We can deliver through the corporate media, empty platitudes, unfulfilled promises, and patriotic blather to a populous craving some order from the chaos we’re submerged in.

We can deliver bilious and vapid television dramas, vulgar reality shows, celebrity gossip, mindless sitcoms, and orgies of violence and salacious sex on DVDs and cinema screens.

We can even deliver hugely expensive and exotic space weapons systems, spy satellites, and futuristic laser guns into orbits around our planet.


With changes in technology, and the growth and proliferation new businesses and services, Japan Post understandably has had to adjust. But rather than succumb purely to the often anti-social forces of a completely unregulated free market, the government offers responsible countervailing guidance, responsive to the needs of its citizens.

As private companies, like FedEx and UPS, have introduced their own assortments of delivery services __ and yes, Japan has a thriving private sector in this respect __ Japan Post has kept itself viable and solvent by offering the many other services listed above, making itself a one-stop-place-to-shop when people are running their errands.

While the U.S. Postal Service keeps announcing more and more layoffs, Japan Post makes an important contribution to keeping Japan’s unemployment rate down by staying fully staffed with competent, well-trained, unionized workers. Unemployment was last reported at only 4.2%.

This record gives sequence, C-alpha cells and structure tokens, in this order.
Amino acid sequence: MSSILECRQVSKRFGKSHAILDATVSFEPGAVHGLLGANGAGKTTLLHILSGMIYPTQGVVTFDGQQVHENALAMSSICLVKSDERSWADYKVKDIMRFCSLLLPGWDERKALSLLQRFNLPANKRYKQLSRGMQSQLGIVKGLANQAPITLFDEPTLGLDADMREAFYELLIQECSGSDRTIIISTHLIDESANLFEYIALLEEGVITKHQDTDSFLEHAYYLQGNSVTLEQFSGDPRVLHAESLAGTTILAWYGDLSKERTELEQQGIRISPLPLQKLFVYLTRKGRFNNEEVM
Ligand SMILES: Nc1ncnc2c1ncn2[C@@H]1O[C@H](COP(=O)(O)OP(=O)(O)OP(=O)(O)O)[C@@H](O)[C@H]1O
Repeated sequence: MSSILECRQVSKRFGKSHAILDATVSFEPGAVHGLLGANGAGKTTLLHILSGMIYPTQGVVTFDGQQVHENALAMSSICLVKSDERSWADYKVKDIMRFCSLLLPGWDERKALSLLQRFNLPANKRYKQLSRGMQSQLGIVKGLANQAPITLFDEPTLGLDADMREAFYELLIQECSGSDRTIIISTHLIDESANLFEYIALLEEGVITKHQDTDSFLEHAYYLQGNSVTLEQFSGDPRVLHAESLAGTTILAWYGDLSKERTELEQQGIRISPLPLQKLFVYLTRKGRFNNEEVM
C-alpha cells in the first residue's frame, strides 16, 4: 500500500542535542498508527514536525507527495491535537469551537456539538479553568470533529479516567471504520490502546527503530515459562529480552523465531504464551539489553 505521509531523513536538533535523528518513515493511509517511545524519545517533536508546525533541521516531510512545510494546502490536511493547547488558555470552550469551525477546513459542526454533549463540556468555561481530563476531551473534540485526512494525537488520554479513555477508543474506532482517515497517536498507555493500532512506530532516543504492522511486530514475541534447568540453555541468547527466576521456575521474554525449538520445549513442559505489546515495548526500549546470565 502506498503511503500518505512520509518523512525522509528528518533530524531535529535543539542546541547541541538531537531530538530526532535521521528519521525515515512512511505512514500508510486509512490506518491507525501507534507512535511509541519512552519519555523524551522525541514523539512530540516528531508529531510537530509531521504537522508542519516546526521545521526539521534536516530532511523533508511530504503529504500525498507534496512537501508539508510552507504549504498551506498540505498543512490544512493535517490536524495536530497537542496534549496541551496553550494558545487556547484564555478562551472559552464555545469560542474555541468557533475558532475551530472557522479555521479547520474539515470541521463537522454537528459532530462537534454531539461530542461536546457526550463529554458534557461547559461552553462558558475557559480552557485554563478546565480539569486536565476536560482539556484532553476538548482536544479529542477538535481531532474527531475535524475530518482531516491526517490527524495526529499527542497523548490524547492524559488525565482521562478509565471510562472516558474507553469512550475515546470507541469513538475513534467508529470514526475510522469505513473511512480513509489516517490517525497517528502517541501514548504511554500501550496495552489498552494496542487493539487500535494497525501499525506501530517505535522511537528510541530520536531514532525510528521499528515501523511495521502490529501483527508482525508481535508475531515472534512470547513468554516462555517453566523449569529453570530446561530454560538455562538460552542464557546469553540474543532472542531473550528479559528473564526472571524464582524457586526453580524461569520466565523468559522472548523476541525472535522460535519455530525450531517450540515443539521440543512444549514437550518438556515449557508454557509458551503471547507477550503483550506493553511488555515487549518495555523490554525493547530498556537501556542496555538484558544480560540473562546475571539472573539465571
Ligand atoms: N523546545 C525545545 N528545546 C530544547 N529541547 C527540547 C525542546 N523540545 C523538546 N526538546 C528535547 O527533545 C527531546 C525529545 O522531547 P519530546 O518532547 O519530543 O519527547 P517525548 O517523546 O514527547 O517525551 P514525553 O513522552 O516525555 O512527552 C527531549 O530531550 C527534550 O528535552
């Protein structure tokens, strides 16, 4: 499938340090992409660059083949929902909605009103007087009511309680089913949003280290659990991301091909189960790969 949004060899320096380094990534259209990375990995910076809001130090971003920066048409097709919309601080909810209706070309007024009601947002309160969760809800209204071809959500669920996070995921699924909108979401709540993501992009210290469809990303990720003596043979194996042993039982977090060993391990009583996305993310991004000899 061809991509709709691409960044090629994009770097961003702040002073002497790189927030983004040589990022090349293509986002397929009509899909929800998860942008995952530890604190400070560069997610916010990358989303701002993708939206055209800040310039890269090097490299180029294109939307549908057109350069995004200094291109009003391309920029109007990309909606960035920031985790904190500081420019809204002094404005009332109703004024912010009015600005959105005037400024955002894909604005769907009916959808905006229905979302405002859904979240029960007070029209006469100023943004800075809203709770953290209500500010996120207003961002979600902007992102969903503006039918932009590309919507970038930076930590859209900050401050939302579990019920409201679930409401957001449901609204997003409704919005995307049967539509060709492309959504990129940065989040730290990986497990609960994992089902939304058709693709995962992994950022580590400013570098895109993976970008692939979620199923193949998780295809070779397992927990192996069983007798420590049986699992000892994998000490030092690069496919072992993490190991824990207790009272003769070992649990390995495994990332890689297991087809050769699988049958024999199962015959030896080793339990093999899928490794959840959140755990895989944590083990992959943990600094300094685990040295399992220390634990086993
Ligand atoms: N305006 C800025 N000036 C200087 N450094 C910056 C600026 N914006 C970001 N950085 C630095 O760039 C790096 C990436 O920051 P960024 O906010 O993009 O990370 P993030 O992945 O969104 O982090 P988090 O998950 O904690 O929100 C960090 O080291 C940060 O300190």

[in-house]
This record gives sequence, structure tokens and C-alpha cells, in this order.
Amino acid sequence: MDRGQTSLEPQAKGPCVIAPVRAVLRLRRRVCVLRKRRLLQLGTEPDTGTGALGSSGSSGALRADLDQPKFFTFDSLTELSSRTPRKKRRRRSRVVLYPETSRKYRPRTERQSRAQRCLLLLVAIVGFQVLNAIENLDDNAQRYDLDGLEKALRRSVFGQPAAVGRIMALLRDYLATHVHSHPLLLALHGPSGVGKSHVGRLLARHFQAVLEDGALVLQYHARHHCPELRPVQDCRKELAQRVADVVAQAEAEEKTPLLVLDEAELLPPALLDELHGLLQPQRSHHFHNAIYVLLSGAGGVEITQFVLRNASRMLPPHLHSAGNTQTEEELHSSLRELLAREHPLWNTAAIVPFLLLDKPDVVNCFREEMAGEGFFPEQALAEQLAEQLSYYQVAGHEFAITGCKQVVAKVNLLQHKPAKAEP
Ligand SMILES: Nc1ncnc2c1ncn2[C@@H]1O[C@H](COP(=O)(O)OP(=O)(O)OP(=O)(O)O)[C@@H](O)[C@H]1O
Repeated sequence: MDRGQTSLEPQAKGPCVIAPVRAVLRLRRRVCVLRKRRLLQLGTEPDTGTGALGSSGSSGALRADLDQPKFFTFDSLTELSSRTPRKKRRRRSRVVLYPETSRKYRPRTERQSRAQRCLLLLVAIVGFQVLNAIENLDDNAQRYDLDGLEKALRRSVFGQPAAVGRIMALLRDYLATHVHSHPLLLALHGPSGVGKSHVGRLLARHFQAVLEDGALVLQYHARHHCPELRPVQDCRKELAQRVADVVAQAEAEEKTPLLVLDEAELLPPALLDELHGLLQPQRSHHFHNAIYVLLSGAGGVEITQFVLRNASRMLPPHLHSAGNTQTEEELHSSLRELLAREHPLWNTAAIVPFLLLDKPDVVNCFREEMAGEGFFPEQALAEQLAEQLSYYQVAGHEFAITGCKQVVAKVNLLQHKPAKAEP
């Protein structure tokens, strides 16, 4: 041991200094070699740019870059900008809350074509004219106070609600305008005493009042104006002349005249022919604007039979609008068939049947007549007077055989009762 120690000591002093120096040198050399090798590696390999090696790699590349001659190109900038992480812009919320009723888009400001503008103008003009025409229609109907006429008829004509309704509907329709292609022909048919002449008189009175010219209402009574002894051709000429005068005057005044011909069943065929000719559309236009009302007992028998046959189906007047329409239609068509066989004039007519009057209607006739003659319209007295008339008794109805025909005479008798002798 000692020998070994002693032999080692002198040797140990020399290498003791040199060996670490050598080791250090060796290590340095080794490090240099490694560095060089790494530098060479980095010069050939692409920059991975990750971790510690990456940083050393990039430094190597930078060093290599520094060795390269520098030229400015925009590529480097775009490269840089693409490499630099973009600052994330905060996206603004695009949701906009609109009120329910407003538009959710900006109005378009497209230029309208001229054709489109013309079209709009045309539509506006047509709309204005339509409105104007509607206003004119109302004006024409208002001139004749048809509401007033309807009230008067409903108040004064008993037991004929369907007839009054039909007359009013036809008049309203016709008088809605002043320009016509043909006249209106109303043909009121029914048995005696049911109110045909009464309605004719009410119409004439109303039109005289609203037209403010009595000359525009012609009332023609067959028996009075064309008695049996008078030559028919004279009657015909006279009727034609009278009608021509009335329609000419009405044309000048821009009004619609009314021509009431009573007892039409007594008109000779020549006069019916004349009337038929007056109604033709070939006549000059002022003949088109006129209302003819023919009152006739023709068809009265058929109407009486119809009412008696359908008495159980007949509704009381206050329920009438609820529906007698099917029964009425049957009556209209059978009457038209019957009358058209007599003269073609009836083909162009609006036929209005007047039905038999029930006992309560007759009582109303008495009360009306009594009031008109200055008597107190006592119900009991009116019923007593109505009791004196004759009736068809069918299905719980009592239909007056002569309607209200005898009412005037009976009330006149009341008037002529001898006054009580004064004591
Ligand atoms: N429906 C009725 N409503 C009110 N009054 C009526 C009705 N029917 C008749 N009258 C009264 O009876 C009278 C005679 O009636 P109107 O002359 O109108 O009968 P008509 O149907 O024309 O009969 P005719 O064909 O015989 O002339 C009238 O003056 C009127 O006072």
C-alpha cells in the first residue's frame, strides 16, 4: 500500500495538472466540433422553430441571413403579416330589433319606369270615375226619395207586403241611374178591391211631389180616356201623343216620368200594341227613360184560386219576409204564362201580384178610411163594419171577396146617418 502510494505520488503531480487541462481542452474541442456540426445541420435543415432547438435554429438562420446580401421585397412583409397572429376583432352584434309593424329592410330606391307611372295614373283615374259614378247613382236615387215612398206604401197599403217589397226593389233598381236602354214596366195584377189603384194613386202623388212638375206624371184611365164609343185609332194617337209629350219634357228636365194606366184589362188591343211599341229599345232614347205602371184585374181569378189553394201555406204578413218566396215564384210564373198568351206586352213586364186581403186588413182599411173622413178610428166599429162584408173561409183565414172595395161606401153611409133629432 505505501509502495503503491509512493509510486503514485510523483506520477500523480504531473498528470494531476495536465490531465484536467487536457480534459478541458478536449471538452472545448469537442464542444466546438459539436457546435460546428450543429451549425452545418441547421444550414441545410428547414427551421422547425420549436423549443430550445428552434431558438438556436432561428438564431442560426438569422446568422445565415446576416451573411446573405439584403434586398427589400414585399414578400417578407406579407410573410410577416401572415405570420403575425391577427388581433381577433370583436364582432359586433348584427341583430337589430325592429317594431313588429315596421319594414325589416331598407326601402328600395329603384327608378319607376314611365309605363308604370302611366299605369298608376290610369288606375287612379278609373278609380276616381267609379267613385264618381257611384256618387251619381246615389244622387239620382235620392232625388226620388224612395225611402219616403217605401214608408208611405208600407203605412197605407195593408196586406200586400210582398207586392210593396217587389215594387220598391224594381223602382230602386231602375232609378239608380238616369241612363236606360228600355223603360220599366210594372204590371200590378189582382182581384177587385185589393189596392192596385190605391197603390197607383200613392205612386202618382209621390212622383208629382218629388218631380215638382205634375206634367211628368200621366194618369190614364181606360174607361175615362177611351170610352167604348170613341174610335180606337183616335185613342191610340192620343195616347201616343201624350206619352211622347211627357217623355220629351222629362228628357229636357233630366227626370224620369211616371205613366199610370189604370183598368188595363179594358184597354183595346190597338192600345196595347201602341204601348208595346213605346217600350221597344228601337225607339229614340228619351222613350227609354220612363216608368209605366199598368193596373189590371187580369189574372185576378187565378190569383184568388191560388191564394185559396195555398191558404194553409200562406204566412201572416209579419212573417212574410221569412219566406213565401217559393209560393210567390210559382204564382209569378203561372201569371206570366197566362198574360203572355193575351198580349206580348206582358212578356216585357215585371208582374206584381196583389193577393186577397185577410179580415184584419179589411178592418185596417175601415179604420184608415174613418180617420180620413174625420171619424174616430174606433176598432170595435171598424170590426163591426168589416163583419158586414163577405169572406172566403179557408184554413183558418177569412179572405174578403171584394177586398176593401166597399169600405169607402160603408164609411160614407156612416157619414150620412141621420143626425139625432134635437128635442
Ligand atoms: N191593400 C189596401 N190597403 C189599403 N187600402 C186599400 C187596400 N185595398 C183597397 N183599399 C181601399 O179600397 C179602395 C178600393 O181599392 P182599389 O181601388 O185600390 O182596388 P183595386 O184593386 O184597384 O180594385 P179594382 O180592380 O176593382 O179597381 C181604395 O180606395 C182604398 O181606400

Japan Post, as with every other service agency in Japan, not only keeps itself fully staffed, but keeps its staff efficient and knowledgeable with new and ongoing training programs. These assure that whether you are making financial transactions, securing life or auto insurance, setting up an investment trust, planning your vacation, or just selecting and shipping a gift to a friend or relative, you are being assisted by a courteous, competent, eager-to-please individual, intent on providing the best possible service.

And America can’t even deliver the mail on Saturday?

What is going on?

Like it or not, here the simple straightforward truth . . .

Our country is being stolen. It is being painstakingly dissembled piece by piece. Our jobs are disappearing. Our freedoms are disappearing. Opportunity is shrinking. The American Dream is dissolving like a ghostly puff of smoke that hinted at better times. Our political and policy decisions are now made by the highest bidder. Our once-amazing country is falling apart. Frankly, America is viewed as in decline by most of the rest of the world.

“Oh! But you’re so wrong. America is #1!”